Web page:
“Secondly, such a locality must have proper roads and link roads, with street lights, and footpaths.”

He adds that there should be “an adequate sewerage system with manholes that are maintained properly, in accordance with the guidelines provided by the Public Health Engineering Department. There ought to be an overhead water storage tank and a water filtration plant so that water-borne diseases like cholera, skin ailments and hepatitis can be prevented.”

Patrick also speaks of “underground electricity distribution, in order to avert fire or other damage.

“In an area with a big Christian population, a boundary wall must be built for the safety of the residents who have been easy targets for miscreants in the past. The government must install security cameras around the churches.”

Samuel Payara, Chairman, Implementation of Minority Rights Forum, says it is high time the government followed the Supreme Court judgment of 2014 that talked about setting up minority rights commissions at provincial levels in order to address their concerns and issues.

“The judgment required of the government to ensure the security of churches across the country, but so far only Balochistan has set up such a commission; the rest of the provinces are desisted by what they call a lack of funds.”

Tahir Khalil Sindhu, Chairman, Standing Committee on Human Rights and Minority Affairs, says that in the tenure of the previous government, development funds were allocated to Kamran Michael, who ensured their equal distribution to all Christian localities. Youhanabad, which needed a major share in funds due to its size and population, remained neglected.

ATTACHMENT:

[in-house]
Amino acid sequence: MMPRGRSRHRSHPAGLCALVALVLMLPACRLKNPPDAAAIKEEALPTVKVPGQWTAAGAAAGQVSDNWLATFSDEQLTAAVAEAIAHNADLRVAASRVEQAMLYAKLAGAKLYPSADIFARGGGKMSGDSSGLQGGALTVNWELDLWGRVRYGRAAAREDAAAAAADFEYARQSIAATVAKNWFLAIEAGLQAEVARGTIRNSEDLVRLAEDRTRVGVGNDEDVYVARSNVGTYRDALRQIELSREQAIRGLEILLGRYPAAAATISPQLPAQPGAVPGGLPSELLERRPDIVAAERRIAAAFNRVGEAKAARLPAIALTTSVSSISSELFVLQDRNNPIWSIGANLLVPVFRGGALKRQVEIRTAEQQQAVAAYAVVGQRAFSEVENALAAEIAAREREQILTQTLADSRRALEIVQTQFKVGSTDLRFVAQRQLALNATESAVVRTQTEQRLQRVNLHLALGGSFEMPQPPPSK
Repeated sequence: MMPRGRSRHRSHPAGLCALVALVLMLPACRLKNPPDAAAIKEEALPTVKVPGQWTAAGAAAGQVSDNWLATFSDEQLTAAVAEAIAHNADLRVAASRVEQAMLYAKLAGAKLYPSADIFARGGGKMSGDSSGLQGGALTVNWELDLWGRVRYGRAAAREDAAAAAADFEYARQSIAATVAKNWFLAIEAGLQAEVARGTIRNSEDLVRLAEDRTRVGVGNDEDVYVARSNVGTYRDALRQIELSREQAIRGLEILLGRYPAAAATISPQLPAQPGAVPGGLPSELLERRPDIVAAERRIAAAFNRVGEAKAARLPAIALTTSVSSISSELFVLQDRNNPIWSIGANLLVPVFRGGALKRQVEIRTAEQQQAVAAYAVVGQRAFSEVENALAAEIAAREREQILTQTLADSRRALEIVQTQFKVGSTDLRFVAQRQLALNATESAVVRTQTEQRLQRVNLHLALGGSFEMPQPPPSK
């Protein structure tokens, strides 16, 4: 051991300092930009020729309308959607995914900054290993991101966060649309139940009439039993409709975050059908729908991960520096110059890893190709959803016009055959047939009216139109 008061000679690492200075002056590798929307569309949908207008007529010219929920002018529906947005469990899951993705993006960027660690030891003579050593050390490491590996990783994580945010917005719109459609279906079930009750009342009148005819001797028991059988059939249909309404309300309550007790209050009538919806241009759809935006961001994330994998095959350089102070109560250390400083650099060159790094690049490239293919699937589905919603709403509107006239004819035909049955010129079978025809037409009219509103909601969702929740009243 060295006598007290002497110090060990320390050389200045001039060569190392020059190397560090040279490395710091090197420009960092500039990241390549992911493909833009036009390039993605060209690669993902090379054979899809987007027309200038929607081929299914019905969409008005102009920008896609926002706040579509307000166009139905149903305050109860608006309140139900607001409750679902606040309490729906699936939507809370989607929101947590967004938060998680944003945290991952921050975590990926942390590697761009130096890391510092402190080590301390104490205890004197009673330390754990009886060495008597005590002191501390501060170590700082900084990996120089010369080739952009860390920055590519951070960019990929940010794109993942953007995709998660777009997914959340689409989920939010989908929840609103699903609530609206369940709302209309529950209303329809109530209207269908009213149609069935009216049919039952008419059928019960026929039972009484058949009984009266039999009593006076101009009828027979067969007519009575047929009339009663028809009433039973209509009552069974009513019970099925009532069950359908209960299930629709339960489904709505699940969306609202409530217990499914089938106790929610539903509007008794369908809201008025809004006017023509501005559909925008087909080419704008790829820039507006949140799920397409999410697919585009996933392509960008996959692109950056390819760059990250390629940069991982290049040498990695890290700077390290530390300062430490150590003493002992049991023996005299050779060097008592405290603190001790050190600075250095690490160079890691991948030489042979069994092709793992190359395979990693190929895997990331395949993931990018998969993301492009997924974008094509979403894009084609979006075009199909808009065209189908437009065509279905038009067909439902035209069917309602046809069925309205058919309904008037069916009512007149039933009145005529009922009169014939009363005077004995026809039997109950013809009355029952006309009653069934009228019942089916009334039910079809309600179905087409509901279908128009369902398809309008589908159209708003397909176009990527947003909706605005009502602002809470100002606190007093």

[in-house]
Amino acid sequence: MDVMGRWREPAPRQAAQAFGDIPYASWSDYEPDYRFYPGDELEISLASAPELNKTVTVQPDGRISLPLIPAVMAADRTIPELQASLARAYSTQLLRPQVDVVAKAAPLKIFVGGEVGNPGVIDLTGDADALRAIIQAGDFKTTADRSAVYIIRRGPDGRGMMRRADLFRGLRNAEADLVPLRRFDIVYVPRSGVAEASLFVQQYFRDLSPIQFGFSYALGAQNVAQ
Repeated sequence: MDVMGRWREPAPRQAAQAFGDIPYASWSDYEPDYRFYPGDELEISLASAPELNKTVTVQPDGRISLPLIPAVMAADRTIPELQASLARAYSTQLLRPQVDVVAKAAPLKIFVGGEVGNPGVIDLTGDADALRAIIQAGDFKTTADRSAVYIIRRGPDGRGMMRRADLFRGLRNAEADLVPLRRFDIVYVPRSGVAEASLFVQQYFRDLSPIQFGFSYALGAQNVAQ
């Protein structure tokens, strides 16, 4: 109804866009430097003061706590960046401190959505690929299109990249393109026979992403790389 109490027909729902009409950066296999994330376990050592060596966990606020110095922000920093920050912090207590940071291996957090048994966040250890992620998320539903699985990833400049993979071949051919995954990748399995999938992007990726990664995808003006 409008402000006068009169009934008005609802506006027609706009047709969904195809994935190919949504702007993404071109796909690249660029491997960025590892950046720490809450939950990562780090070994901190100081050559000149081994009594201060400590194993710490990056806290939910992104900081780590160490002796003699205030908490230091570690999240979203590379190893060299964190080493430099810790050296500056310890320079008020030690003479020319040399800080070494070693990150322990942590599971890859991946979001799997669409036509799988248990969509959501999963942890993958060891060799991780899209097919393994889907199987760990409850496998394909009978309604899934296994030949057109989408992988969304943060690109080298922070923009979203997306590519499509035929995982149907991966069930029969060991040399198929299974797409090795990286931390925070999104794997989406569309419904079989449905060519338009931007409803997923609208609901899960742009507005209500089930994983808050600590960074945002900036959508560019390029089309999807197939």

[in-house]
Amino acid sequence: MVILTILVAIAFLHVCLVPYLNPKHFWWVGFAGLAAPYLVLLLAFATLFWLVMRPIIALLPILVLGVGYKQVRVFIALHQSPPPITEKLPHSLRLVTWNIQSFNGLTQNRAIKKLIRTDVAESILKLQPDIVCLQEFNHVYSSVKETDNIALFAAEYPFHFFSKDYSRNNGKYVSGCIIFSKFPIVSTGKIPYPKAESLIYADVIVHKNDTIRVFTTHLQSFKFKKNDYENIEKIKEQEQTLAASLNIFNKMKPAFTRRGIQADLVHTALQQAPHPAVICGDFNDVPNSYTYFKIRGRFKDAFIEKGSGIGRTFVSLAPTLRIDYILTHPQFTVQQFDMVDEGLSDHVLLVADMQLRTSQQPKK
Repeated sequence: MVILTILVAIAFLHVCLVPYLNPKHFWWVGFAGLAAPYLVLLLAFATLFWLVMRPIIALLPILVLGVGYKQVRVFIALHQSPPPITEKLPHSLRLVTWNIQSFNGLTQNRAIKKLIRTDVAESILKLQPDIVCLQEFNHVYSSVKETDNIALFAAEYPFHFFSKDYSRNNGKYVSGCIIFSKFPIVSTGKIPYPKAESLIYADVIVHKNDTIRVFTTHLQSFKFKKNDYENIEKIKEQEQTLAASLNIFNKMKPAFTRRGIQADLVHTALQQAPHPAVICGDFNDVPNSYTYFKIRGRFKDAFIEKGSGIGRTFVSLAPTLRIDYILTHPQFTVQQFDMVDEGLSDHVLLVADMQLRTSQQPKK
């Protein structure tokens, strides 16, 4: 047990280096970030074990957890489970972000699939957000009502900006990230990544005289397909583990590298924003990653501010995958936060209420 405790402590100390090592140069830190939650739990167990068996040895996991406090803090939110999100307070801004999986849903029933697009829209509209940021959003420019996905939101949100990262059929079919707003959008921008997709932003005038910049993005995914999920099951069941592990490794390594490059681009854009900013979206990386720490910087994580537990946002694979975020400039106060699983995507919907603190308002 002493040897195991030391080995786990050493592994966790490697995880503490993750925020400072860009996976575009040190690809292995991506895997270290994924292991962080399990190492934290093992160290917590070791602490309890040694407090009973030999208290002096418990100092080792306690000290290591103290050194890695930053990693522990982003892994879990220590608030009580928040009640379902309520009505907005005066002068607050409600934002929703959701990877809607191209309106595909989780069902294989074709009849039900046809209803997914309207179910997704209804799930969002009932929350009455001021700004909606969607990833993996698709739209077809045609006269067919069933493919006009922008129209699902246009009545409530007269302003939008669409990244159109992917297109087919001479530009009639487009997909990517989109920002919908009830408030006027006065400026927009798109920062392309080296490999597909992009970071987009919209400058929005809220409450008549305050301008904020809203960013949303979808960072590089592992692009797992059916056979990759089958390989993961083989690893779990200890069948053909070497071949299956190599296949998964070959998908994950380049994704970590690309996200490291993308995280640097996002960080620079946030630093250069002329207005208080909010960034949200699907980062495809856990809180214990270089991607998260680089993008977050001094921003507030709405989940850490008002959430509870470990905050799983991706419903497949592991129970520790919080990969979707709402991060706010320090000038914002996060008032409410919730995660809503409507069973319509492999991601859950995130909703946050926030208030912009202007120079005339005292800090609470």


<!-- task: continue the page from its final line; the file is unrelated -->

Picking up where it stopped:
He admits that Youhanabad is one of the largest Christian-dominated localities in the country and, therefore, must have all the basic needs of life.

Talking to TNS, MNA Rana Mubashir Iqbal said he was able to get the gas pipeline of approximately 19 kilometres length in Youhanabad, and several projects related to roads and sewerage that are worth Rs 500 million. When asked about the educational facilities he said, “Although there is a government school in the adjacent Asif Town and Nishtar Colony, the government must set up at least one high school in Youhanabad.

“Presently, there’s little vacant [state] land in Youhanabad but the government can find ways to overcome this hurdle,” he added. “Youhanabad is so big that it has been divided into two union councils.”

Ejaz Alam Augustine, Minister of Human Rights and Minority Affairs, says that the government wants to develop Youhanabad into a “modern village.” In this regard, a contract worth Rs3 million has been awarded to The Urban Unit and The Walled City of Lahore Authority, for survey.

The development work involves construction of roads, laying of sewerage pipes, and provision of electricity to every household. The Parks and Horticulture Authority (PHA) is also expected to be a part of this project.

Augustine says that the government is looking for land to build a Basic Health Unit (BHU) and a school for the residents of Youhanabad. “Land is the major issue at present. The reason for this is that no land was allocated for these purposes when the locality came up. Also, it [Youhanabad] was not approved by the Lahore Development Authority (LDA) at its inception.”

He adds that the former chief minister of the Punjab, Mian Shehbaz Sharif was elected as MPA from Youhanabad, but ignored development work in the locality. The current government has approved a grant of Rs 250 million for the development of the area, he says.

Kashif Nawab

One comment

  • This Article is a great endeavor to put it on the map. I have found some of the best friends in my life there.